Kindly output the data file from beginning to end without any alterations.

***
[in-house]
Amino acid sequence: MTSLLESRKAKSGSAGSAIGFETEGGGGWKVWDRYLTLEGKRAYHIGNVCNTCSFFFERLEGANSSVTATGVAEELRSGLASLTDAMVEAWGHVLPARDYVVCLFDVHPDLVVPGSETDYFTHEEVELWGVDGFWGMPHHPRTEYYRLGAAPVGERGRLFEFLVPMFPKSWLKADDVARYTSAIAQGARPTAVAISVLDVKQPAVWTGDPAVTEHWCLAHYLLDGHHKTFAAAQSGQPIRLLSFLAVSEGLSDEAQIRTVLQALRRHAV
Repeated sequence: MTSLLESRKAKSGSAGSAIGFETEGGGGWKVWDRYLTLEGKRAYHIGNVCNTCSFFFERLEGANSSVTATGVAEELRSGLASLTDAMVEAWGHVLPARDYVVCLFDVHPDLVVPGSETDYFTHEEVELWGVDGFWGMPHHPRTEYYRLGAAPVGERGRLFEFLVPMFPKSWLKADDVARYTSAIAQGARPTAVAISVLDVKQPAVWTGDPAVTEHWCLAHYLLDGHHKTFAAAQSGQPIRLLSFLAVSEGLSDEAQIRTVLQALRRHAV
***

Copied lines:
[in-house]
Amino acid sequence: MTSLLESRKAKSGSAGSAIGFETEGGGGWKVWDRYLTLEGKRAYHIGNVCNTCSFFFERLEGANSSVTATGVAEELRSGLASLTDAMVEAWGHVLPARDYVVCLFDVHPDLVVPGSETDYFTHEEVELWGVDGFWGMPHHPRTEYYRLGAAPVGERGRLFEFLVPMFPKSWLKADDVARYTSAIAQGARPTAVAISVLDVKQPAVWTGDPAVTEHWCLAHYLLDGHHKTFAAAQSGQPIRLLSFLAVSEGLSDEAQIRTVLQALRRHAV
Repeated sequence: MTSLLESRKAKSGSAGSAIGFETEGGGGWKVWDRYLTLEGKRAYHIGNVCNTCSFFFERLEGANSSVTATGVAEELRSGLASLTDAMVEAWGHVLPARDYVVCLFDVHPDLVVPGSETDYFTHEEVELWGVDGFWGMPHHPRTEYYRLGAAPVGERGRLFEFLVPMFPKSWLKADDVARYTSAIAQGARPTAVAISVLDVKQPAVWTGDPAVTEHWCLAHYLLDGHHKTFAAAQSGQPIRLLSFLAVSEGLSDEAQIRTVLQALRRHAV